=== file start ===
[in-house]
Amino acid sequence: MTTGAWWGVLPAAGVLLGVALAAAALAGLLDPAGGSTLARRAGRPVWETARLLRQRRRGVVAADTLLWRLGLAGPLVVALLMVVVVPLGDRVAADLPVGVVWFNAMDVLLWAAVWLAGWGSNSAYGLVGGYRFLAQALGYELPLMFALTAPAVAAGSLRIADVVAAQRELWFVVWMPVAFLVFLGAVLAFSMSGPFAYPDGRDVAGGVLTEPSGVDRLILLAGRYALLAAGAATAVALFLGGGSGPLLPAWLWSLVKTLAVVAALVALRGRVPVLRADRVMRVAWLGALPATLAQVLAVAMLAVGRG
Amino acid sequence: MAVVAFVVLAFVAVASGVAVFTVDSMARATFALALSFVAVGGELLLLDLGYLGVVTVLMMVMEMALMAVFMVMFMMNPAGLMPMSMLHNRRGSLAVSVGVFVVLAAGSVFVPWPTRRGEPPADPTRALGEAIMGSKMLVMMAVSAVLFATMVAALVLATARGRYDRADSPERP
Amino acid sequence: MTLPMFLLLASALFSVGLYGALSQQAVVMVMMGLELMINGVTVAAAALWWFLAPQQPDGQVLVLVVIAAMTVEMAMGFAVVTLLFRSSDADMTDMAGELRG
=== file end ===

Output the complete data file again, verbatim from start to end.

[in-house]
Amino acid sequence: MTTGAWWGVLPAAGVLLGVALAAAALAGLLDPAGGSTLARRAGRPVWETARLLRQRRRGVVAADTLLWRLGLAGPLVVALLMVVVVPLGDRVAADLPVGVVWFNAMDVLLWAAVWLAGWGSNSAYGLVGGYRFLAQALGYELPLMFALTAPAVAAGSLRIADVVAAQRELWFVVWMPVAFLVFLGAVLAFSMSGPFAYPDGRDVAGGVLTEPSGVDRLILLAGRYALLAAGAATAVALFLGGGSGPLLPAWLWSLVKTLAVVAALVALRGRVPVLRADRVMRVAWLGALPATLAQVLAVAMLAVGRG
Amino acid sequence: MAVVAFVVLAFVAVASGVAVFTVDSMARATFALALSFVAVGGELLLLDLGYLGVVTVLMMVMEMALMAVFMVMFMMNPAGLMPMSMLHNRRGSLAVSVGVFVVLAAGSVFVPWPTRRGEPPADPTRALGEAIMGSKMLVMMAVSAVLFATMVAALVLATARGRYDRADSPERP
Amino acid sequence: MTLPMFLLLASALFSVGLYGALSQQAVVMVMMGLELMINGVTVAAAALWWFLAPQQPDGQVLVLVVIAAMTVEMAMGFAVVTLLFRSSDADMTDMAGELRG